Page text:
The general idea of recycling is illustrated in Figure. The green plants are the producers, and the animals that eat the plants and each other are the consumers. The bacteria and fungi, especially those in the soil, are called the decomposers because they break down the dead remains and release the chemicals for the plants to use again.
Organism live in different places because the environment varies
- As you know, a habitat is the place where an organisms lives, e.g. a playing field.
- The distribution of an organism is where the organism is found e.g. in a part of the playing field.
- Where an organism is found is affected by environmental factors. An organism might be more common in one area than another due to differences in environmental factors between the two areas. For example, in the playing field, you might find that daisies are more common in the open than under trees, because there’s more light available in the open.
- There are a couple of ways to study the distribution of an organism. You can:
- measure how common an organism is in two sample areas (e.g. using quadrats) and compare them.
- study how the distribution changes across an area e.g. by placing quadrats along a transect.
Both of these methods give quantitative data (numbers) about the distribution.
Using quadrats to study the distribution of small organisms
A quadrat is a square frame enclosing a known area, e.g. 1m2 . To compare how common an organism is in two sample areas (e.g. shaddy and sunny spots in the playing field) just follow these simple steps:
- Place a 1m2 quadrat on the ground at a random point within the first sample area. E.g. divide the area into a grid and use a random number generator to pick coordinates.
- Count all the organisms within the quadrat.
- Repeat steps 1 and 2 as many times as you can.
- Work out the mean number of organisms per quadrat within the first sample area.
Example: Anna counted the number of diasies in 7 quadrats within her first sample area and recorded the following results: 18, 20, 22, 23, 23, 23, 25
Here the mean is: = = 22 daisies per quadrat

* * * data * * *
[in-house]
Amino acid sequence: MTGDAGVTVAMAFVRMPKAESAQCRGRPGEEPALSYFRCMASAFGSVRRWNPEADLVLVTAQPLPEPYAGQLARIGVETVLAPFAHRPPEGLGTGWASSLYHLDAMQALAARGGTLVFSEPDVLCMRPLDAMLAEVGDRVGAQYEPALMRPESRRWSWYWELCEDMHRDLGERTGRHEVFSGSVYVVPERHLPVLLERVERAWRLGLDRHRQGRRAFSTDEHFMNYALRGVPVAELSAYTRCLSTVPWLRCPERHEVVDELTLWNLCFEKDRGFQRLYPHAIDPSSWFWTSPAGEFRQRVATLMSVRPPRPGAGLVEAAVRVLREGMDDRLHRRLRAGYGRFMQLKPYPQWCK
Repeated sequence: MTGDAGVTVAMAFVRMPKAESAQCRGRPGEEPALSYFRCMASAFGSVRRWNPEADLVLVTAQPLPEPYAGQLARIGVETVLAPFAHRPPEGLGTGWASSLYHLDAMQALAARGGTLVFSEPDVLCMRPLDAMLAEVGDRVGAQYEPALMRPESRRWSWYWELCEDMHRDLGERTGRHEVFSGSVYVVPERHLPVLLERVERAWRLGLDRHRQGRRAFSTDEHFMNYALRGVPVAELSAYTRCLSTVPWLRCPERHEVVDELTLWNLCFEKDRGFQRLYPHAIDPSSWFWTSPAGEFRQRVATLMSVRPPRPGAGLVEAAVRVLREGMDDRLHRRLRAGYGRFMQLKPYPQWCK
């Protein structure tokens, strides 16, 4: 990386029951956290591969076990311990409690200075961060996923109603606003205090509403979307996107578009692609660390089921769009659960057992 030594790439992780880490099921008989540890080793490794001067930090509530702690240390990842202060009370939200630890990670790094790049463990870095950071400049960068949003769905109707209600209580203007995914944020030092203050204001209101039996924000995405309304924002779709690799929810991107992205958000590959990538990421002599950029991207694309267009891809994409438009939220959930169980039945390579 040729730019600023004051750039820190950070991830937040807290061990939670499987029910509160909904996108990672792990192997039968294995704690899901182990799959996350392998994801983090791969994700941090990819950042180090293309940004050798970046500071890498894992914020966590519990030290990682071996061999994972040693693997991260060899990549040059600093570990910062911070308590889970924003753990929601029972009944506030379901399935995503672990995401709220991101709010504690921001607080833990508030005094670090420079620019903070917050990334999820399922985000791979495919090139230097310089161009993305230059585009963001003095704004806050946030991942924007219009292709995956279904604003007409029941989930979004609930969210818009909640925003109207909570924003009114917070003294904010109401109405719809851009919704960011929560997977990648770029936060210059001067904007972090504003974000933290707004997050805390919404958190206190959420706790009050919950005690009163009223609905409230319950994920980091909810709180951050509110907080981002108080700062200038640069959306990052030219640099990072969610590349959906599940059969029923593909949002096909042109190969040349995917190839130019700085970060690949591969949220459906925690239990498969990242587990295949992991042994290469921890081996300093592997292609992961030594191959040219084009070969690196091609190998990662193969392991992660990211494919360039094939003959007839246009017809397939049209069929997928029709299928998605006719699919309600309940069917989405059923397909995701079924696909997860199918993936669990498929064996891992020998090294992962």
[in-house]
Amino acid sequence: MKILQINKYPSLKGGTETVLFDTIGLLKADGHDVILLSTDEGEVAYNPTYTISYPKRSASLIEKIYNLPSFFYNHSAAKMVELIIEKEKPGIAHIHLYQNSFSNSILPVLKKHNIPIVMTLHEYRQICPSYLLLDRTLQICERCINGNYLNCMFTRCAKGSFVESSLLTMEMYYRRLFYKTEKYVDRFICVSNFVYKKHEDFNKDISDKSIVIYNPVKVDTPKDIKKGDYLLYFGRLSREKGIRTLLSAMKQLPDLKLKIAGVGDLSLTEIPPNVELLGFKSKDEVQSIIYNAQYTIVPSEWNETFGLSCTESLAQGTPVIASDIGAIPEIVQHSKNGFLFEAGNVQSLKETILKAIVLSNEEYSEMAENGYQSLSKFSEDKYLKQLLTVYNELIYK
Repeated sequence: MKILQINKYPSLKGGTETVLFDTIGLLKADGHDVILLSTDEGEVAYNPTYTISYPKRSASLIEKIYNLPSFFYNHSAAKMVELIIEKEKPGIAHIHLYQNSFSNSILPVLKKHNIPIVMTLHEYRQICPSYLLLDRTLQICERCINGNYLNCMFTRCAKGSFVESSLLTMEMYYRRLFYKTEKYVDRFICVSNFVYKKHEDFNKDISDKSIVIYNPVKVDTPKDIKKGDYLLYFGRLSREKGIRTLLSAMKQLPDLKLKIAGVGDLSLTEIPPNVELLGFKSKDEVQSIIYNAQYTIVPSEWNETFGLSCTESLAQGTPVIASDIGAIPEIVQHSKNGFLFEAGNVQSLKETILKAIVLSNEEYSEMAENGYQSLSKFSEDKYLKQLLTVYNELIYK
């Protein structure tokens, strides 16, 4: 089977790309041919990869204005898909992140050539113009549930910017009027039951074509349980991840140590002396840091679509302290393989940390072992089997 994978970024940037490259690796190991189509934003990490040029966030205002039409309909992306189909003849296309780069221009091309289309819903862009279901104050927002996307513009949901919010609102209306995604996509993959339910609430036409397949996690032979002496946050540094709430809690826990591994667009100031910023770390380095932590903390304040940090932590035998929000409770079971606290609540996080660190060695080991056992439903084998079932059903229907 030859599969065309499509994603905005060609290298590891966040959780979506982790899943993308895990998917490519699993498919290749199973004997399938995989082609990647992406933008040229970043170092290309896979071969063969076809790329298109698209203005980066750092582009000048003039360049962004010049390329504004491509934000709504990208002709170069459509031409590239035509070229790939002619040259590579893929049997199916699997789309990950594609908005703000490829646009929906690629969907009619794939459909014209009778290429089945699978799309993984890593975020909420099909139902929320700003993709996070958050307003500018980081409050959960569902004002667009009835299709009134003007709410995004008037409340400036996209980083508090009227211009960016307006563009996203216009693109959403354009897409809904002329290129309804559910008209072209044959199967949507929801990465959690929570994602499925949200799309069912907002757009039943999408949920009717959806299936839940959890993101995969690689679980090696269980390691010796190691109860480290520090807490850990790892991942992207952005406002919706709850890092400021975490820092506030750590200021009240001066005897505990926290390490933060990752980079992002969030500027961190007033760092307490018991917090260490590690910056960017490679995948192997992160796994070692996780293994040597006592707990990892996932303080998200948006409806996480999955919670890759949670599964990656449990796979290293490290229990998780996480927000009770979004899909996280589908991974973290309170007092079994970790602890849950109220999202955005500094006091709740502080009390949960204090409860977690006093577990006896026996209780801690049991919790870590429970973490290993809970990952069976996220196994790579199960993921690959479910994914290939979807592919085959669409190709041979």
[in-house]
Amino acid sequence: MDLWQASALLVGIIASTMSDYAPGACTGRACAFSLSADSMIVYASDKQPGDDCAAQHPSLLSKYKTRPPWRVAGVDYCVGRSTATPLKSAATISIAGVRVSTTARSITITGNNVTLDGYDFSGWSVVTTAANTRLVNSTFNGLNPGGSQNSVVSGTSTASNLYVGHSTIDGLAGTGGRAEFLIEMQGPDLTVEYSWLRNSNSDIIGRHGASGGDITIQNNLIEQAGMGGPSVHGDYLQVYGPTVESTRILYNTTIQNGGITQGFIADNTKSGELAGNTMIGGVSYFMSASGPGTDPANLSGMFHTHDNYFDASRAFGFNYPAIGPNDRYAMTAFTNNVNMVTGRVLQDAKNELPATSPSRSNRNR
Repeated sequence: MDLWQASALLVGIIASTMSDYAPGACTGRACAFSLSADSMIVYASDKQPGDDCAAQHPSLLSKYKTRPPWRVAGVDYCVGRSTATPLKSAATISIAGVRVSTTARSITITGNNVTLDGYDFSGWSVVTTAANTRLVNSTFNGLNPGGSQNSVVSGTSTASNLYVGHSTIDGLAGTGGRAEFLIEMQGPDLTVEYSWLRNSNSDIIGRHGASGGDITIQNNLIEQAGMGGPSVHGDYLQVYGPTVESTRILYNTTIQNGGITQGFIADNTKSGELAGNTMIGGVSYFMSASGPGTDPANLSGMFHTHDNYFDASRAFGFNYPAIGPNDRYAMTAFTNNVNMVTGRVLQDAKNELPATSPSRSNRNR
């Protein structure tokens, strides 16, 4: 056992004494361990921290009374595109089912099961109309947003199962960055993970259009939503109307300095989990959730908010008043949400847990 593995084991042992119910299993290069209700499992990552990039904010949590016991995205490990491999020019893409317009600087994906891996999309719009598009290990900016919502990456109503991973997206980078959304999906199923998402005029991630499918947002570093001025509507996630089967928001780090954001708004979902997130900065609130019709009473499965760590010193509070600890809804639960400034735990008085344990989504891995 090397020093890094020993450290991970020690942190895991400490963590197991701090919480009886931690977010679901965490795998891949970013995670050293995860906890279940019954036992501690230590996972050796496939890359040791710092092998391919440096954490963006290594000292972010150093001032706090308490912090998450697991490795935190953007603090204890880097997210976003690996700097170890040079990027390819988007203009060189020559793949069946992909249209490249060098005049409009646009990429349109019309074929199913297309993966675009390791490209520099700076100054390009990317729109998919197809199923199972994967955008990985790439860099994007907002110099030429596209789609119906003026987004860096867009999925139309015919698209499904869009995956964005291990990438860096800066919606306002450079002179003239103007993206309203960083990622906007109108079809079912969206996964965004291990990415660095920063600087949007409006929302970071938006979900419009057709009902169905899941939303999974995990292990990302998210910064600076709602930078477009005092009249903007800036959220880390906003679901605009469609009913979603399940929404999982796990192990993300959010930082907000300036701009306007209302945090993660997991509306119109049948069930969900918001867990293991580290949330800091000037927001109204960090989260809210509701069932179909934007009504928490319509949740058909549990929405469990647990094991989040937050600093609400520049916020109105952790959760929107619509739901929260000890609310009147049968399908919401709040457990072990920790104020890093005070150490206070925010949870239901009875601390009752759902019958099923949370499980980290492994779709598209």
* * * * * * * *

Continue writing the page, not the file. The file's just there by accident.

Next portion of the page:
- Repeat steps 1 to 4 in the second sample area.
- Finally compare the two means. E.g. you might find 2 daisies per m2 in the shade, and 22 daisies per m2 (lots more) in the open field.
You can also work out the population size of an organism in one area
Students used 0.5 m2 quadrats to randomly sample daisies on an open field. The students found a mean of 10.5 daisies per quadrat. The field had an area of 800 m2 . Estimate the population of daisies on the field.
Work out the mean number of organisms per m2 :
1 ÷ 0.5 = 2
2 x 10.5 = 21 daisies per m2
Then multiply the mean by the total are (in m2) of the habitat.
800 x 21 = 16800 (daisies on the open field)
The population size of an organism is sometimes called its abundance
If your quadrat has an area of 1 m2 , the mean number of organisms per m2 is just the same as the mean number per quadrat
Use transacts to study the distribution of organisms along a line
You can use lines called transects to help find out how organisms (like plants) are distributed across an area – e.g. if an organism becomes more or less common as you move from a hedge towards the middle of a field. Here’s what to do:
- Mark out a line in the area you want to study using a tape measure.
- Then collect data along the line.
- You can do this by just counting all the organisms you’re interested in that touch the line.
- Or, you can collect data by using quadrats. These can be place next to each other along the line or at intervals, for example, every 2 m.
Transects can be used in any ecosystem, not just fields. for example, along a beach.
You can estimate the percentage cover of a quadrat
If it’s difficult to count all the individual organisms in the quadrat (e.g. if they’re grass) you can calculate the percentage cover. This means estimating the percentage area of the quadrat covered by a particular type of organism, e.g. by counting the number of little squares covered by the organisms.
Example: Some students were measuring the distribution of organisms from one corner of a school playing field to another, using quadrats placed at regular intervals along a transect. Below is a picture of one of the quadrats. Calculate the percentage cover of each organism, A and B.
Count the number of squares covered by organism A.
Type A = 42 squares
Make this into a percentage – divide the number of squares covered by the organism by the total number of squares in the quadrat (100), then multiply the result by 100.
(42/100) x 100
= 0.42 x 100 = 42%
Do the same for organism B
Type B = 47 squares
(47/100) x 100
= 0.47 x 100 = 47%